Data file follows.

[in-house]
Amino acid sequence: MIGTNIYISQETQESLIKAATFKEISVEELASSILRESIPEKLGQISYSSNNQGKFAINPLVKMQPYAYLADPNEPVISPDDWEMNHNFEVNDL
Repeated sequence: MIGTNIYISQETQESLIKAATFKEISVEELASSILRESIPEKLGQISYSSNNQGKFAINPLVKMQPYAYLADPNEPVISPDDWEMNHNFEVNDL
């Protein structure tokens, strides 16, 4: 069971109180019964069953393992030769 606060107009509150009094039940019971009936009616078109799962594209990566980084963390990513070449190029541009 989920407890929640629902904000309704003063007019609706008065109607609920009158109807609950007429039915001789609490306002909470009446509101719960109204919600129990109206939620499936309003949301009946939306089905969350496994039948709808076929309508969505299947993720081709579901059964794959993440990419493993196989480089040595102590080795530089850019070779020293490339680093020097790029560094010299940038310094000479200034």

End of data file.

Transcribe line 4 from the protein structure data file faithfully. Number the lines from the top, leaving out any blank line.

């Protein structure tokens, strides 16, 4: 069971109180019964069953393992030769 606060107009509150009094039940019971009936009616078109799962594209990566980084963390990513070449190029541009 989920407890929640629902904000309704003063007019609706008065109607609920009158109807609950007429039915001789609490306002909470009446509101719960109204919600129990109206939620499936309003949301009946939306089905969350496994039948709808076929309508969505299947993720081709579901059964794959993440990419493993196989480089040595102590080795530089850019070779020293490339680093020097790029560094010299940038310094000479200034």